Kazakhstan’s national oil and gas holding, Kazmunaigaz, has started its first-ever oil exploration drilling outside that country. Rompetrol Upstream, a division of Rompetrol Group, is drilling the Kaz-1 exploration well near Focsani in eastern Romania. The Rompetrol Group is a fully-owned subsidiary of Kazmunaigaz Processing & Marketing, which is a division of Kazmunaigaz. The Kaz-1 well, targeting a depth of 4,200 meters, operates in the first of Kazmunaigaz’s five Romanian concession perimeters.
As part of its acquisition of Rompetrol Group (see below), Kazmunaigaz acquired exploration and development licenses to five Romanian oil blocks. An exploration well is already in progress in northwestern Romania’s Satu Mare perimeter, operated by Canadian Unistar Resources in a joint venture with the Kazakhstan-owned Rompetrol. Two exploration wells are planned for either of these two blocks. However, Kazmunaigaz’s activities in Romania and farther afield in Europe concentrate on the downstream oil business.
According to Rompetrol Group CEO, Zhanat Tusupbekov, the Kazmunaigaz parent company envisions a “Caspian Basin-to-Europe Energy Bridge,” focusing on oil exports, refining and product marketing within Europe (Ziarul Financiar [Bucharest], Kazmunaigaz press release, July 31; Interfax Oil and Gas weekly report, August 6).
Kazmunaigaz acquired Rompetrol Group in two steps – 75 percent in 2007 and 25 percent in 2009 – for a total price estimated at more than $3 billion. This marked Kazakhstan’s largest investment abroad, and Kazmunaigaz’s first foothold in European Union territory. The Rompetrol Group is largely a creation of Romanian businessman Dinu Patriciu as main shareholder, chairman and CEO until 2009. The Group includes upstream, processing and downstream divisions.
Rompetrol Upstream is active in exploration and production drilling and well services in Romania and beyond. Rompetrol Rafinare consists of the Petromidia refinery on Romania’s Black Sea coast and the Vega refinery in the traditional oil-industry center Ploiesti, with annual processing capacities of 5 million and 2 million tons of crude, respectively; as well as the processing plant Rompetrol Petrochemicals. Rompetrol’s downstream assets – expanded internationally during the Patriciu era – include 1,063 fuel-retailing and service stations, of which 786 are in Romania (25 percent market share in the country), 135 are in France and Spain, 56 in Bulgaria, 29 in Moldova, and 57 in Georgia (Kazmunaigaz press release, July 31; Interfax Oil and Gas weekly report, August 6).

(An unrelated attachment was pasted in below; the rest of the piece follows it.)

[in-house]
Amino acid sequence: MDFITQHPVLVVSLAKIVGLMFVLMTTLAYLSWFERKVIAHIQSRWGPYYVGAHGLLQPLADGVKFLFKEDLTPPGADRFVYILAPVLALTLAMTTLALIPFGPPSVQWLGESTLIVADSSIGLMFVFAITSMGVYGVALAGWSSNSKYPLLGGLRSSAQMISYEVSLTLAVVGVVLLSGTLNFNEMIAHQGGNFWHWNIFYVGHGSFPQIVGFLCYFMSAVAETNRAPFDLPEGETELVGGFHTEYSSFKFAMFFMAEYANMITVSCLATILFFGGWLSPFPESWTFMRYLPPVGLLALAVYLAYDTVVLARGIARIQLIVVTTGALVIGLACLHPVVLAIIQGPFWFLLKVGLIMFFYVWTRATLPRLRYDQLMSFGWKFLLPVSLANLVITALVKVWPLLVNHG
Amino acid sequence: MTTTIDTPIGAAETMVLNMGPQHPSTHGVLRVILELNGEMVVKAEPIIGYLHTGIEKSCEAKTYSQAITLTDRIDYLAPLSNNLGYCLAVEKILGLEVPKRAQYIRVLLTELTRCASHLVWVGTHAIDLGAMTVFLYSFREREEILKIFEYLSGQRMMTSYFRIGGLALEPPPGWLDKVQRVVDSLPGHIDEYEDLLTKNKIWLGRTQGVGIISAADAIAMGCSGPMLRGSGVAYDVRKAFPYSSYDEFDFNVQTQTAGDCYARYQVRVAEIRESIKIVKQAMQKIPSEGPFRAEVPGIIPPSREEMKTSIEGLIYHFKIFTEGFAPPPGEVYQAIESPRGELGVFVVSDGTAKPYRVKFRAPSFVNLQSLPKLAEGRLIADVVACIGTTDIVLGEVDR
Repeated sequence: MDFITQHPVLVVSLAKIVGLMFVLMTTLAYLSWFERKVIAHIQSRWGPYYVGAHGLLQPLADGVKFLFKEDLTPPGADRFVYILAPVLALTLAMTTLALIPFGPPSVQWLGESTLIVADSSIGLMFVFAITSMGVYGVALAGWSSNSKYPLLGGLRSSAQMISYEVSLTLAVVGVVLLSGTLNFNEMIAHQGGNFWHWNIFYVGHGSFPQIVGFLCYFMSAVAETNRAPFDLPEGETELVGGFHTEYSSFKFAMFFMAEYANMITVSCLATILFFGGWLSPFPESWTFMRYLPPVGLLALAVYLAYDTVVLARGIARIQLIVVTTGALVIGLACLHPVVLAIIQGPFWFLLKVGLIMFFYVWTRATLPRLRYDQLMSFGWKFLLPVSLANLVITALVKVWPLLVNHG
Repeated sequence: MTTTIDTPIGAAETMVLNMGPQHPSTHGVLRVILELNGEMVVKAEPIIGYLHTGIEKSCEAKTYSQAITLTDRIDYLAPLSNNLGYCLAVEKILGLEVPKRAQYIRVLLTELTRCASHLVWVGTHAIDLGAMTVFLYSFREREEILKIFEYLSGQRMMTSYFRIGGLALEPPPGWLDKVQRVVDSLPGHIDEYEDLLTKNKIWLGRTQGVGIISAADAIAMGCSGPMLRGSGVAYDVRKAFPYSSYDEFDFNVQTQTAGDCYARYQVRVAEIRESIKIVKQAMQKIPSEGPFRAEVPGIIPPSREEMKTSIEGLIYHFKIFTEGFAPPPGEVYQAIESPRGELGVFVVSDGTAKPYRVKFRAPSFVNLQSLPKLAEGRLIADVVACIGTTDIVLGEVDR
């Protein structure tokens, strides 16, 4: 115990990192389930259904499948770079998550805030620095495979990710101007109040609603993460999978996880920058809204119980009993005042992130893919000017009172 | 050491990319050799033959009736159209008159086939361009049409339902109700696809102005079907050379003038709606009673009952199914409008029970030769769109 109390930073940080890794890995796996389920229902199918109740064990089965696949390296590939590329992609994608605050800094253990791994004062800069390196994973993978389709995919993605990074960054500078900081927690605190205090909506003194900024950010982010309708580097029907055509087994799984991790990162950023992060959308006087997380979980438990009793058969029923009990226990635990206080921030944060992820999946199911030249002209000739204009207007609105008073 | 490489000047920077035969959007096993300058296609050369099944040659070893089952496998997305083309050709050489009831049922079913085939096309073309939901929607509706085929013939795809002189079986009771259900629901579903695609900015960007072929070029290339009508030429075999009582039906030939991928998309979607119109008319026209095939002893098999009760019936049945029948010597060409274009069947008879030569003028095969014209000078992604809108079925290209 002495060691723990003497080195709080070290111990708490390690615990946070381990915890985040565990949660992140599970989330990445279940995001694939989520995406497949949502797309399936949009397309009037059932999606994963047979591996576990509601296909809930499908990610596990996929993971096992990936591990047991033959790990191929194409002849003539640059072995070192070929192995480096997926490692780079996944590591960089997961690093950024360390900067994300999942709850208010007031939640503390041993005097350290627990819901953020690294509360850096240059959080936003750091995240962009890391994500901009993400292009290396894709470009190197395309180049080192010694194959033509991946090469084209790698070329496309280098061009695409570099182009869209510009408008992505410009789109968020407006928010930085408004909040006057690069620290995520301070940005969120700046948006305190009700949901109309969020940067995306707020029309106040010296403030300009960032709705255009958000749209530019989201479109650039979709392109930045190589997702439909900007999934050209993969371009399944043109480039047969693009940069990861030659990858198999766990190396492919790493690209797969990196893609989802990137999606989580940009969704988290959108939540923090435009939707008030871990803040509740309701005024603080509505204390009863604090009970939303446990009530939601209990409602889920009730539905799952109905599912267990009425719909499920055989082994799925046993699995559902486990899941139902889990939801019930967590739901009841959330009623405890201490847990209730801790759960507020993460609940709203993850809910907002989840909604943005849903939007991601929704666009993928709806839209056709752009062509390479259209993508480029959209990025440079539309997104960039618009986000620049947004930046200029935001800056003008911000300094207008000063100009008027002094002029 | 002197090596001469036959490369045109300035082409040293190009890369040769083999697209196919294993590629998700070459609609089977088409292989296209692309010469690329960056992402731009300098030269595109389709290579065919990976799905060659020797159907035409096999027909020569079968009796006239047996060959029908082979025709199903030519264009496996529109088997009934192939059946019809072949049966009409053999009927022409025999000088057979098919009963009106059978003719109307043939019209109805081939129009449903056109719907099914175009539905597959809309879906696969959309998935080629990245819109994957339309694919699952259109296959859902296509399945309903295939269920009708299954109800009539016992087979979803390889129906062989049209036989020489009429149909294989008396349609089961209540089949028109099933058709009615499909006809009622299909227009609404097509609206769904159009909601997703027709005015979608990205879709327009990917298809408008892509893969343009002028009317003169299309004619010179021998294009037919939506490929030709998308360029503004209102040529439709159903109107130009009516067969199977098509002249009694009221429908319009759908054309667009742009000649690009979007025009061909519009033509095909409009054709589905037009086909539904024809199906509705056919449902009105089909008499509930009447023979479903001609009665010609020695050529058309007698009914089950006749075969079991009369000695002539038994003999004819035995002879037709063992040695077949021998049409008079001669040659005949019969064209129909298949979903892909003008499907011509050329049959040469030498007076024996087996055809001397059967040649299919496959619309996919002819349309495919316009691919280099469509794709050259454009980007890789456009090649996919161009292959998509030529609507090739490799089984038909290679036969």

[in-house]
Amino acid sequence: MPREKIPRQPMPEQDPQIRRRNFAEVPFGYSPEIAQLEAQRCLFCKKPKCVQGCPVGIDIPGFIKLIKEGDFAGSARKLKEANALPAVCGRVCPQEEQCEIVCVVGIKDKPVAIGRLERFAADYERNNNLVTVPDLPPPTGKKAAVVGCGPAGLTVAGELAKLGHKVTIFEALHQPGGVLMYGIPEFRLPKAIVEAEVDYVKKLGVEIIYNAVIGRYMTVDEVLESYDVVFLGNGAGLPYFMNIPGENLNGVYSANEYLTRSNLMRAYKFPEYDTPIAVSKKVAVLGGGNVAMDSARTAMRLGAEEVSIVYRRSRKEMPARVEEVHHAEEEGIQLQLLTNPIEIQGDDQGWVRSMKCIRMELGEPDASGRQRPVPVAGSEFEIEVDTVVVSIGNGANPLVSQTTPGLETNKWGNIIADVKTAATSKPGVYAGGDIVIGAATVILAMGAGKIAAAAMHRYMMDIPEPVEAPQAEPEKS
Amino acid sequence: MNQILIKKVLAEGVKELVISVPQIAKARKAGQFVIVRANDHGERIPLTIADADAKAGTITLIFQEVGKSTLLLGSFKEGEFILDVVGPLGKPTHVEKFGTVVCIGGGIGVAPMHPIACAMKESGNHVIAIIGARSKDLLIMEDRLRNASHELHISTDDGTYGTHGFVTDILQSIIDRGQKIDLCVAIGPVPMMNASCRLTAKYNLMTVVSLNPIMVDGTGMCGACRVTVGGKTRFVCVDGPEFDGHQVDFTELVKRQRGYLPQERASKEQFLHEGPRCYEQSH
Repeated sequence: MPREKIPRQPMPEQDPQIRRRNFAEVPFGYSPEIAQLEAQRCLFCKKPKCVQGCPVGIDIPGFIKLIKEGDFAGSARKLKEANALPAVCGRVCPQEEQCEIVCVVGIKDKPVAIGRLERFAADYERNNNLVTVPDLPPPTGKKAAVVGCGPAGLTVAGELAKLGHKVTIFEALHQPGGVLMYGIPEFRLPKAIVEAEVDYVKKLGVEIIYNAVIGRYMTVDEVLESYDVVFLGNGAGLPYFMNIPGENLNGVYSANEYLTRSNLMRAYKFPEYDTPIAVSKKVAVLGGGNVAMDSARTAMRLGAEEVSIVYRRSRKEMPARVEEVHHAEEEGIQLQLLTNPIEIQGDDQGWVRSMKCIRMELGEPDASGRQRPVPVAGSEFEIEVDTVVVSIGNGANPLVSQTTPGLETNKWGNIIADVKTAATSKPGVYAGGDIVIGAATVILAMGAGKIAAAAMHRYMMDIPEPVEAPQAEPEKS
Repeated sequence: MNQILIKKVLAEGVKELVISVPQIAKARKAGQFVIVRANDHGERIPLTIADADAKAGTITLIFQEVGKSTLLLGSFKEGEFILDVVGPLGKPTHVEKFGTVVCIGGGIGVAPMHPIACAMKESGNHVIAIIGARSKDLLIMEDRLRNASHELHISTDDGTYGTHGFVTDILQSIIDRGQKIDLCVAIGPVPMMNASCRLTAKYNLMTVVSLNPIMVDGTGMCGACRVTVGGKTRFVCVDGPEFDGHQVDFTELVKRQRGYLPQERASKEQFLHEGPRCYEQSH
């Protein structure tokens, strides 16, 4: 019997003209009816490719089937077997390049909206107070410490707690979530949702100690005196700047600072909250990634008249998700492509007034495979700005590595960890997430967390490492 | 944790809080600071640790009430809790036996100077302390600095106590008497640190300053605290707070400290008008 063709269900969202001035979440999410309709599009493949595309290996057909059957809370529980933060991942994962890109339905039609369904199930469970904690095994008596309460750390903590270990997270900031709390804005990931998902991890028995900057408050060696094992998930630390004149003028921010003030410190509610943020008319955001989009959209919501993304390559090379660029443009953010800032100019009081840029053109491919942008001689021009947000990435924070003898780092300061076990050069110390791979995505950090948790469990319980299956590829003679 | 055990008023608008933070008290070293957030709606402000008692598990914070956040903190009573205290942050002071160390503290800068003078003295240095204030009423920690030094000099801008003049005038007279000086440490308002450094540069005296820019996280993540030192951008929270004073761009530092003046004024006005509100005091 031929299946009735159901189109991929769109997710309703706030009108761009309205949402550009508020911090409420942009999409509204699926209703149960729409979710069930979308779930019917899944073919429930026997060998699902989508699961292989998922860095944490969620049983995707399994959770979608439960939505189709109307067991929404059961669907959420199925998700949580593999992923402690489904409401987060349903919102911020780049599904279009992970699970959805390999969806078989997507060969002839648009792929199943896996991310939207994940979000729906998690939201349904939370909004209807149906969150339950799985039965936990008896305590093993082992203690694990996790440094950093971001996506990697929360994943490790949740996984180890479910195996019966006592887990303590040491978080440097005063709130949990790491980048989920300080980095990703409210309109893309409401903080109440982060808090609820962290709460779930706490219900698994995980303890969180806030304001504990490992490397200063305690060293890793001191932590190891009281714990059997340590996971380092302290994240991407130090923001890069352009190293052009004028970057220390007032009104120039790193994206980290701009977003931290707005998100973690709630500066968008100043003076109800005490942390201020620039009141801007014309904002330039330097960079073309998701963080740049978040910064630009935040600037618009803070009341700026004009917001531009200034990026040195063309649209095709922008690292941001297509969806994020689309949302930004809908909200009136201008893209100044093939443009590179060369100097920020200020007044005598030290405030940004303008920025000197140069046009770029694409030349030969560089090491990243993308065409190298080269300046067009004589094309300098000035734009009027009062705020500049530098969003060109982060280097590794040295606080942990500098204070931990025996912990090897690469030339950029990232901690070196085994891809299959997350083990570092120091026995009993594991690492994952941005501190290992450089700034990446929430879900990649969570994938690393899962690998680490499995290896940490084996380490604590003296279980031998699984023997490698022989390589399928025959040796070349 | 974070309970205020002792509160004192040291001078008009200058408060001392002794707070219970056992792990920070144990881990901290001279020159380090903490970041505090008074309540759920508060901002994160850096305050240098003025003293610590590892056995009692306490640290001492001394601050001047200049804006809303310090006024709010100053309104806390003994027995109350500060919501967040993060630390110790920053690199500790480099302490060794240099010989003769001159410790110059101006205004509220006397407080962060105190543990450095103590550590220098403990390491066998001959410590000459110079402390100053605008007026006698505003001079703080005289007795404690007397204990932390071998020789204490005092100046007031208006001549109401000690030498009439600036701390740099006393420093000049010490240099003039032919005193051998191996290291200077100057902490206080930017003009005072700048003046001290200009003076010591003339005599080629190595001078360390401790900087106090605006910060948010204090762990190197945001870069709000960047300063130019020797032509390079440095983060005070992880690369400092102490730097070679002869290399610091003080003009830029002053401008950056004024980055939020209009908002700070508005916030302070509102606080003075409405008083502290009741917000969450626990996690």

Last month, Rompetrol’s CEO Tusupbekov signed with Naftohaz Ukrainy vice-president Yevhen Korniychuk a memorandum of understanding (MOU) to establish a joint-venture chain of fuel retailing and service stations in Ukraine. Under the MOU, up to 700 stations would come under the control of the joint venture, mainly in areas around Kyiv and other major cities (Kazmunaigaz press release, July 19; Kyiv Post, July 20).
The Petromidia refinery and the Petrochemicals plant are co-located at Midia-Navodari near the Romanian port of Constanta. Their and the Vega plant’s capacities (see above) significantly added to Kazakhstan’s in-country processing capacities, which currently total some 15 million tons per year at the Atyrau, Shimkent and Pavlodar refineries (all operated and majority-owned by Kazmunaigaz Processing & Marketing). Kazmunaigaz supplies its three Romanian plants with crude oil from western Kazakhstan through the Caspian Pipeline Consortium’s (CPC) pipeline, in which Kazmunaigaz has a 19 percent interest, and onward by tankers from the Russian Black Sea port of Novorossiysk to Midia and Constanta. The Petromidia refinery is equipped with an offshore loading/unloading terminal eight kilometers out at sea, capable of receiving tankers of up to 160,000 tons, and connected by an underwater pipeline to the tank farm onshore. Larger tankers can be accommodated at the Constanta port, some 35 kilometers away and connected by an overland pipeline to Midia.